Waiting, Waiting, Waiting for December 18th

Casey St. Charnez - February 2, 2015

"...the date is all but tattooed on the inside of my eyelids."

If you are heavily into Lucasfilm, you already well know December 18th 2015 is the release date for “Star Wars Episode VII: The Force Awakens.”

If not, then December 18th 2015 is a Friday and nothing less or more.

Me? I don’t even need to write it into my engagement calendar, as the date is all but tattooed on the inside of my eyelids.

Yet, steadfastly, I haven’t even watched the official trailer, not wanting a single moment previsualized, not a line of dialog spoiled.

Lest one assume otherwise, I must proclaim that I am no “Star Wars” fanatic…although constant readers of this column may recall that I consider the original movie is my own top favorite. I dearly love and deeply appreciate “Gone With the Wind,” “Doctor Zhivago,” “Some Like It Hot,” “Raiders of the Lost Ark,” “Cleopatra,” “Ghostbusters,” and many, too many, others—but “Star Wars Episode IV: A New Hope” rules them all.

Over the past 3 ½ years, I’ve written about it twice on the SantaFe.com site, once when George Lucas sold the rights to Disney (you can read that 11/07/2012 “Darth Mickey” blog here http://www.santafe.com/blogs/read/darth-mickey), and again when our Museum of Indian Arts and Culture showed the Navajo-dubbed version (that 04/14/2014 column “Star Wars in Navajo Finally in Santa Fe” is here http://www.santafe.com/blogs/read/star-wars-in-navajo-finally-in-santa-fe). 

Why yes, of course I own the six movies on DVD: Episodes IV, V, and VI, consisting of “Star Wars” (1977), “The Empire Strikes Back” (1980), and “Return of the Jedi” (1983); plus Episodes I, II, and III, including “The Phantom Empire” (1999), “Attack of the Clones” (2002), and “Revenge of the Sith” (2005). Saw them all theatrically, some twice each.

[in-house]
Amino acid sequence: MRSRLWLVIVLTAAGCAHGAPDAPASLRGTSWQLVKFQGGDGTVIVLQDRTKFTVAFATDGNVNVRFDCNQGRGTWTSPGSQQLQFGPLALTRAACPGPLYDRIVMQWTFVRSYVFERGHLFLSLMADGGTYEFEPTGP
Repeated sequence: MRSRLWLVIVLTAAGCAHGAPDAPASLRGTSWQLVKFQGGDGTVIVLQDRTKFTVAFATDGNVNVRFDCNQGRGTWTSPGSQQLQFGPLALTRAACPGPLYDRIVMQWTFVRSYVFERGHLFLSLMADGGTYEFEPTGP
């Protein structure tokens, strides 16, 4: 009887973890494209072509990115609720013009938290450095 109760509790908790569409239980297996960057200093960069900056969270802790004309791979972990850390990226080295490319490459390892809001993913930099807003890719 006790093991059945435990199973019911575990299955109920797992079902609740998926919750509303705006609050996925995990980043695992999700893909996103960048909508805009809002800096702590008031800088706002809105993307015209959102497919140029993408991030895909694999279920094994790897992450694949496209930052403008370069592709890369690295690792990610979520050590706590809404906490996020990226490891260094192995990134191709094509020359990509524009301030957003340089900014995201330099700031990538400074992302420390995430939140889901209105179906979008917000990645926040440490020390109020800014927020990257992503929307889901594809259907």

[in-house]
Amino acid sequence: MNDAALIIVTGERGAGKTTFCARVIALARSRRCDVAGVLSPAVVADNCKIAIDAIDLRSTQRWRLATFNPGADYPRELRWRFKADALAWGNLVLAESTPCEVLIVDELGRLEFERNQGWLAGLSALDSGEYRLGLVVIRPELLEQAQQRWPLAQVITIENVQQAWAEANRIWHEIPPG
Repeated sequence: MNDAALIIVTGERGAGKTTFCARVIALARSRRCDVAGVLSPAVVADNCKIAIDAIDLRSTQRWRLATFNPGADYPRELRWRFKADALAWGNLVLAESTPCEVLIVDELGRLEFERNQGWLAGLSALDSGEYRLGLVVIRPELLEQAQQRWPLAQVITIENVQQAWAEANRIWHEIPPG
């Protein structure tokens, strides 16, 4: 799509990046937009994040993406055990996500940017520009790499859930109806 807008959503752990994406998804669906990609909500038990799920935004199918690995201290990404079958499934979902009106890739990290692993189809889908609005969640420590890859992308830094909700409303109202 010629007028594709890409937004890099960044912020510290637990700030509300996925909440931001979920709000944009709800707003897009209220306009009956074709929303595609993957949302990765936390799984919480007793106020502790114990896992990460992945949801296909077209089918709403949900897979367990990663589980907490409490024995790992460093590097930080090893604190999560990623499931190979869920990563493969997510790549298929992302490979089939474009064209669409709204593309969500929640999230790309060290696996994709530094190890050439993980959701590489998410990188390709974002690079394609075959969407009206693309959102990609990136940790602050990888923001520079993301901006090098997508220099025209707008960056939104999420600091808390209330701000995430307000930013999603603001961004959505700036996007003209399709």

That said, I still have never re-watched them at home with commentary nor have I perused the extras. The sextet seems enough by itself without the ancillaries. Moreover, I have none of the kaboodles of toys, the plentiful novels and novelizations, or any memorabilia, collectibles, Happy Meal inclusions, action figures,  videogames, and etc. Cartoon Network’s animated spinoff “The Clone Wars” is unknown to me.

However, I must confess to having just finished reading (and by reading, I mean eating alive) the new 450-page book “How Star Wars Conquered the Universe: The Past, Present, and Future of a Multibillion Dollar Franchise” by Chris Taylor, a Berkeley-based writer and editor who is a self-described nerd, geek, and Lucas-head.

(NOTE: I checked out the book for free from the SFe Public Library. It’s on the 14-day shelf. Otherwise, it’s $28.99, or $21.59 plus shipping at Amazon. I like free.)

I sure got a lot out of the book. It’s clear that IV/V/VI form the Luke Skywalker story arc, as he morphs from whiny farmboy to Jedi Knight, while I/II/III comprise the Anakin Skywalker story arc, as he transforms from a cool little kid into nasty ol’ Darth Vader. What I didn’t see—according to author Taylor—is that the classic trilogy is as anti-American as can be, with the evil Empire an analog for the Nixon era, and the Rebellion a symbol of the Viet Cong uprising against imperialist oppressors. Furthermore, Taylor asserts that the later set of three films are indictments of the Bush era; bad guy Nute Gunray, for instance, is a stand-in for Newt Gingrich.

All fine and good, but I think it’s grain-of-salt time. After all, I’m someone who prefers to read the Narnia books as straight fairy tales, not Christian allegories. Aswan is a lion, albeit a heroic one, but just a lion, period.